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January 3, 2012

EPA OIG Concludes EPA Needs to Manage Nanomaterials More Effectively

Lynn L. Bergeson

On December 30, 2011, the U.S. Environmental Protection Agency (EPA) Office of Inspector General (OIG) released a report entitled EPA Needs to Manage Nanomaterial Risks More Effectively. According to OIG, the purpose of its review was to determine how effectively EPA is managing the human health and environmental risks of nanomaterials. OIG states that it found “that EPA does not currently have sufficient information or processes to effectively manage the human health and environmental risks of nanomaterials.” According to OIG, although EPA has the statutory authority to regulate nanomaterials, it “currently lacks the environmental and human health exposure and toxicological data to do so effectively.” EPA proposed a policy, under the Federal Insecticide, Fungicide, and Rodenticide Act (FIFRA), that would identify new pesticides being registered with nanoscale materials.  After “minimal industry participation” in EPA’s Nanoscale Materials Stewardship Program (NMSP), a voluntary data collection program, EPA has chosen to propose mandatory reporting rules for nanomaterials under FIFRA, and is developing proposed rules under the Toxic Substances Control Act (TSCA).

According to OIG, even if mandatory reporting rules are approved, the effectiveness of EPA’s management of nanomaterials remains in question for the following reasons:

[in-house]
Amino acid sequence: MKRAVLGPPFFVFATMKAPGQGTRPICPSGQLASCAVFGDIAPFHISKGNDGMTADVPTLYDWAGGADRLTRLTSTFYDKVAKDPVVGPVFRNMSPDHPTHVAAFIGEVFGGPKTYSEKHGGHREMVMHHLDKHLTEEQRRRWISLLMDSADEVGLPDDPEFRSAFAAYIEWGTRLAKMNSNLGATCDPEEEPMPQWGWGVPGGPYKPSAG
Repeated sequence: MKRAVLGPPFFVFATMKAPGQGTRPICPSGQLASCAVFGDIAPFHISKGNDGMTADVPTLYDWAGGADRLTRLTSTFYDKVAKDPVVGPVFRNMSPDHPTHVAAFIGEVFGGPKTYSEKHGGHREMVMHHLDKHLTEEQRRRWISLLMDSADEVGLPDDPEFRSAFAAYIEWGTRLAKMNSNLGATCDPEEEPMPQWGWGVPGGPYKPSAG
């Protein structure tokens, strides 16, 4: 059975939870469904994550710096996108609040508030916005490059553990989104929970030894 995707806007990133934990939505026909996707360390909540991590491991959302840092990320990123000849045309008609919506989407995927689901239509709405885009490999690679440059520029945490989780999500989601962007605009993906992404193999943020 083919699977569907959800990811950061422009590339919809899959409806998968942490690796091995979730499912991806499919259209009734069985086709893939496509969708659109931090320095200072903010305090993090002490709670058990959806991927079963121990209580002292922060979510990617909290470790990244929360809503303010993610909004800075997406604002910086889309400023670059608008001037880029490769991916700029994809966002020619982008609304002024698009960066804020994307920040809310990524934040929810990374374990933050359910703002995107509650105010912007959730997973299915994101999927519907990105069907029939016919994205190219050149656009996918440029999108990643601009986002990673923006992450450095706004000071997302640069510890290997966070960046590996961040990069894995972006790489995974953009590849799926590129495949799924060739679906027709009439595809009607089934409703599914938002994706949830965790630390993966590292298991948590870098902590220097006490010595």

• Program offices do not have a formal process to coordinate the dissemination and utilization of the potentially mandated information;
  • EPA is not communicating an overall message to external stakeholders regarding policy changes and the risks of nanomaterials;
  • EPA proposes to regulate nanomaterials as chemicals and its success in managing nanomaterials will be linked to the existing limitations of those applicable statutes; and
  • EPA’s management of nanomaterials is limited by lack of risk information and reliance on industry-submitted data.

OIG states that if EPA does not improve its internal processes and develop a clear and consistent stakeholder communication process, it will not be able to assure that it is effectively managing nanomaterial risks. OIG recommends that the Assistant Administrator for Chemical Safety and Pollution Prevention develop a process to assure effective dissemination and coordination of nanomaterial information across relevant program offices.  The OIG report states that EPA “agreed with our recommendation and provided a corrective action plan with milestone dates.” By January 31, 2012, the report states, EPA will convene a workgroup “consisting of representatives from all relevant offices to begin development of process.” By July 31, 2012, EPA will “[c]omplete draft document outlining process.”